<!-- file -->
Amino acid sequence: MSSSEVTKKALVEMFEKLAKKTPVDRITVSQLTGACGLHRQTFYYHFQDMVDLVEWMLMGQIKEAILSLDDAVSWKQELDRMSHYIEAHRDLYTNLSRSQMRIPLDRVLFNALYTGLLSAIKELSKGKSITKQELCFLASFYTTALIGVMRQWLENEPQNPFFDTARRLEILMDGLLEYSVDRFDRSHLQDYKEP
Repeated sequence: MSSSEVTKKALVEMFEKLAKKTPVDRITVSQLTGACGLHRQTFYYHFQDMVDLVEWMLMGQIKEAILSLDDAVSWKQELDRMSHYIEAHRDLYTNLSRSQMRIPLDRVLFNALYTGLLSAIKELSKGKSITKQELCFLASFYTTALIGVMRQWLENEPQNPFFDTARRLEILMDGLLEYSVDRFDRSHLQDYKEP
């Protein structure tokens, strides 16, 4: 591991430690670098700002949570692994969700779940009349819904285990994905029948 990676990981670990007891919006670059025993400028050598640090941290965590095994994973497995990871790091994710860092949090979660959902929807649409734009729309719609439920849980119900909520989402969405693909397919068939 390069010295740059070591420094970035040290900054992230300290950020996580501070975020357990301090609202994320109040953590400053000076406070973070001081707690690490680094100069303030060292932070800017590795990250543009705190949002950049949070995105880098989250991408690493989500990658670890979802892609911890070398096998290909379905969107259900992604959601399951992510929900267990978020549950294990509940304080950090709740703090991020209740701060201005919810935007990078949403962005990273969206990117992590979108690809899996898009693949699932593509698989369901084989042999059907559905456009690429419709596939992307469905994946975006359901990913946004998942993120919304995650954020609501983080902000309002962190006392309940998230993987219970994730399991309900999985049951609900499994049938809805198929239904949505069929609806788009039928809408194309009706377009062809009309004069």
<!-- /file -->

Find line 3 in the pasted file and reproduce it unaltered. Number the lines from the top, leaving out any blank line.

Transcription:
């Protein structure tokens, strides 16, 4: 591991430690670098700002949570692994969700779940009349819904285990994905029948 990676990981670990007891919006670059025993400028050598640090941290965590095994994973497995990871790091994710860092949090979660959902929807649409734009729309719609439920849980119900909520989402969405693909397919068939 390069010295740059070591420094970035040290900054992230300290950020996580501070975020357990301090609202994320109040953590400053000076406070973070001081707690690490680094100069303030060292932070800017590795990250543009705190949002950049949070995105880098989250991408690493989500990658670890979802892609911890070398096998290909379905969107259900992604959601399951992510929900267990978020549950294990509940304080950090709740703090991020209740701060201005919810935007990078949403962005990273969206990117992590979108690809899996898009693949699932593509698989369901084989042999059907559905456009690429419709596939992307469905994946975006359901990913946004998942993120919304995650954020609501983080902000309002962190006392309940998230993987219970994730399991309900999985049951609900499994049938809805198929239904949505069929609806788009039928809408194309009706377009062809009309004069």